Movie News & Reviews

Coral Gables Art Cinema celebrates the films of Jonás Trueba

Oriol Ovila stars in 2010’s ‘Todas las canciones hablan de mí’ which will screen at the Coral Gables Art Cinema this week.
Oriol Ovila stars in 2010’s ‘Todas las canciones hablan de mí’ which will screen at the Coral Gables Art Cinema this week.

Jonás Trueba’s father is Fernando, the celebrated Spanish director of films such as the Oscar-winning “Belle Epoque,” the feature-length animated musical “Chico & Rita” and the made-in-Miami comedy “Two Much,” in which Antonio Banderas famously met Melanie Griffith.

His uncle is David Trueba, the director of critically-acclaimed pictures such as “The Good Life,” “Madrid, 1987” and the Beatles-themed road comedy “Living Is Easy with Eyes Closed,” which won six Goya awards (Spain’s equivalent to the Oscar) in 2014, including Best Picture.

The fact that Jonás, who is 34, became a filmmaker when he grew up should surprise no one: Movies are practically part of his DNA. The sorts of pictures he has made, though, is less predictable. Unlike his father and uncle, whose works court mainstream (and international) audiences, Jonás’ has opted for a more defiant, looser brand of storytelling — one that has earned him the mantle of Spain’s leading indie filmmaker.

“Trueba, Jonás: Films from the Life,” a week-long retrospective at the Coral Gables Arts Cinema running Aug. 26-Sept. 1, showcases three of the movies he has directed:

▪  “Todas las canciones hablan de mí” (“Every Song Talks About Me”), his 2010 feature-length debut, about a romantic couple’s unusually prolonged break-up;

▪  “Los ilusos” (“The Wishful Thinkers”), from 2013, a love letter to movie culture shot on 16mm black-and-white film, about a group of twentysomething actors, writers and artists trying to eke out a living in present-day Madrid;

▪  “Los exiliados románticos” (“The Romantic Exiles”), from 2015, a shaggy, warm-hearted observational comedy about a group of aimless hipsters searching for love, direction and purpose during a road trip to France.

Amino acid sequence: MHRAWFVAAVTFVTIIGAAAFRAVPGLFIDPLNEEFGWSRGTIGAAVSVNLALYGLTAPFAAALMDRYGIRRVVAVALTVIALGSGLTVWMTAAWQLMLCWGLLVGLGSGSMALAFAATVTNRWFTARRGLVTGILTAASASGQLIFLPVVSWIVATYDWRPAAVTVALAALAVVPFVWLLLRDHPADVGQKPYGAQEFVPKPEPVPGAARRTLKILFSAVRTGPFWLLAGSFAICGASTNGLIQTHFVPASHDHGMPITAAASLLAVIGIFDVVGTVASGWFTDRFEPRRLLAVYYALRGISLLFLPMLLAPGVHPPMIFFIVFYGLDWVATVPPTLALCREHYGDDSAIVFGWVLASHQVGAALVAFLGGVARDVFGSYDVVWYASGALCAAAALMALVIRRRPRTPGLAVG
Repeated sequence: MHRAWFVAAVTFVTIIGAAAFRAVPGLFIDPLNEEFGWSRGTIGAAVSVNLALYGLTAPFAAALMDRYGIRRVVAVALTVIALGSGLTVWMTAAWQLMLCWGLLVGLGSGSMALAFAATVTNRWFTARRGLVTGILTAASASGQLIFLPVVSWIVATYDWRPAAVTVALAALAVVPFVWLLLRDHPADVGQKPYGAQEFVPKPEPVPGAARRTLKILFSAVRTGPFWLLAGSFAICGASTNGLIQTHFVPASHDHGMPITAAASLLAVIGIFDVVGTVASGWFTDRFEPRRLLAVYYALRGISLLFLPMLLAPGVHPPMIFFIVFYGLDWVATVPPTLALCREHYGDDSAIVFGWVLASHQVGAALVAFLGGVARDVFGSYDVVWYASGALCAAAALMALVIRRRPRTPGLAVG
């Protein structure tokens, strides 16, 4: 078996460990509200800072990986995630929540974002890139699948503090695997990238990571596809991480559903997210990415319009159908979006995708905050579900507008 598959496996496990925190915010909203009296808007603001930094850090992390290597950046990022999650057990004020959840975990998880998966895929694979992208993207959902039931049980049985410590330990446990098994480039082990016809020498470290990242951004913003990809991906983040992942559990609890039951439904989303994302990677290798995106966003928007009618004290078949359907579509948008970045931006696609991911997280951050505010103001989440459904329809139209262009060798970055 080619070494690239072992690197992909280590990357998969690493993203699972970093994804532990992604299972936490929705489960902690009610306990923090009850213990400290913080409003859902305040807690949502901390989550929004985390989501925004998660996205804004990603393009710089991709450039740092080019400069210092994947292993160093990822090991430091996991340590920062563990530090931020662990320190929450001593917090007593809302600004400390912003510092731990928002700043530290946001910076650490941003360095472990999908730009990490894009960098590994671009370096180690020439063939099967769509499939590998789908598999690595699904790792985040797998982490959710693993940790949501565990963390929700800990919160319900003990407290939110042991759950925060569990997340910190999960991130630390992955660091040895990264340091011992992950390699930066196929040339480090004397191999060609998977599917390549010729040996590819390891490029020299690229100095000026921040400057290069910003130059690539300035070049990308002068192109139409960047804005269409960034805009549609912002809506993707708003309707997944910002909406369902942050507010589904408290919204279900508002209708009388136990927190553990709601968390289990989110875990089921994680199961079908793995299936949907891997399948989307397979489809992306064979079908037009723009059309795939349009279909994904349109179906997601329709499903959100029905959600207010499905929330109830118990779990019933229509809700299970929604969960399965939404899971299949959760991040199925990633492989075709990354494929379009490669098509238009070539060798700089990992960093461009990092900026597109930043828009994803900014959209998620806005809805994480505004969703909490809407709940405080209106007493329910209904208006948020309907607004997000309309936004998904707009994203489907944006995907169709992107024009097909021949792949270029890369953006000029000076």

Together, the three movies paint a portrait of an iconoclastic filmmaker who is using the medium in innovative ways, pushing traditional story structures into something looser and more idiosyncratic. The most obvious direct comparison is Richard Linklater, but Trueba’s movies are arguably more spontaneous and playful.

“All of these movies speak to the art and craft of film-making,” says Nat Chediak, director of programming at the Gables Cinema. “They’re all films that were made at a specific time and place, using the resources available at the moment. But they also have a unifying voice. The French New Wave dictum was that in the future, films would be written with a camera, the way books are written with a pen. You certainly get that kind of feeling with Jonás. These movies are written with a camera by a thirtysomething Spaniard living in a country that is in the throes of an economic and political crisis. ‘The Wishful Thinkers’ in particular is a portrait of a specific generation.”

Trueba and producer Javier Lafuente will introduce the screenings and participate in Q&A sessions with the audience at all showings Aug. 26 and 27. Miren Iza, lead singer of the Spanish pop group Tulsa, will also perform three live songs inspired by “The Romantic Exiles” following the film’s showings. For a complete schedule of events, visit


When: Aug. 26-Sept. 1

Where: Coral Gables Art Cinema, 260 Aragon Ave.

Tickets: $11.75 ($10 seniors, students and military)

Info: or 786-385-9689